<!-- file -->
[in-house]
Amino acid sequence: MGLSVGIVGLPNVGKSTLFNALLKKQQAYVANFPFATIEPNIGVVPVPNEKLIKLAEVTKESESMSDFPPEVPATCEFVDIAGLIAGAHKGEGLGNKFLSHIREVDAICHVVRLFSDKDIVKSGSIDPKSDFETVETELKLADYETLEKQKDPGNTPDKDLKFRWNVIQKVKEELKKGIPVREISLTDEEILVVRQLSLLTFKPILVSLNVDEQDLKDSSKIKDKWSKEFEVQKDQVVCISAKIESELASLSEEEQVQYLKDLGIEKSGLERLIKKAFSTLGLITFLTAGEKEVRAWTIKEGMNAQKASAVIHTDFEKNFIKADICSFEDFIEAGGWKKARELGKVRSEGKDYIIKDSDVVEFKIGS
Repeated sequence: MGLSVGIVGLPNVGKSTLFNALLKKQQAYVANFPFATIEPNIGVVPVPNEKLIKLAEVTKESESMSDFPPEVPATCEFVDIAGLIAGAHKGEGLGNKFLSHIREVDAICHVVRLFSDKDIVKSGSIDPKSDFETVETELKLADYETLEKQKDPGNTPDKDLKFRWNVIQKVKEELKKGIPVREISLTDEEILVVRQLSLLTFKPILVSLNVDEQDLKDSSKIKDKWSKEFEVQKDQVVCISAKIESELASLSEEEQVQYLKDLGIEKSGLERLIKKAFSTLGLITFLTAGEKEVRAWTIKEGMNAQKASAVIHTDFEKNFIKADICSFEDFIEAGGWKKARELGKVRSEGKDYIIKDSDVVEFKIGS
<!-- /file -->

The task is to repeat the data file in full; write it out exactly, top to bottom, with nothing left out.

[in-house]
Amino acid sequence: MGLSVGIVGLPNVGKSTLFNALLKKQQAYVANFPFATIEPNIGVVPVPNEKLIKLAEVTKESESMSDFPPEVPATCEFVDIAGLIAGAHKGEGLGNKFLSHIREVDAICHVVRLFSDKDIVKSGSIDPKSDFETVETELKLADYETLEKQKDPGNTPDKDLKFRWNVIQKVKEELKKGIPVREISLTDEEILVVRQLSLLTFKPILVSLNVDEQDLKDSSKIKDKWSKEFEVQKDQVVCISAKIESELASLSEEEQVQYLKDLGIEKSGLERLIKKAFSTLGLITFLTAGEKEVRAWTIKEGMNAQKASAVIHTDFEKNFIKADICSFEDFIEAGGWKKARELGKVRSEGKDYIIKDSDVVEFKIGS
Repeated sequence: MGLSVGIVGLPNVGKSTLFNALLKKQQAYVANFPFATIEPNIGVVPVPNEKLIKLAEVTKESESMSDFPPEVPATCEFVDIAGLIAGAHKGEGLGNKFLSHIREVDAICHVVRLFSDKDIVKSGSIDPKSDFETVETELKLADYETLEKQKDPGNTPDKDLKFRWNVIQKVKEELKKGIPVREISLTDEEILVVRQLSLLTFKPILVSLNVDEQDLKDSSKIKDKWSKEFEVQKDQVVCISAKIESELASLSEEEQVQYLKDLGIEKSGLERLIKKAFSTLGLITFLTAGEKEVRAWTIKEGMNAQKASAVIHTDFEKNFIKADICSFEDFIEAGGWKKARELGKVRSEGKDYIIKDSDVVEFKIGS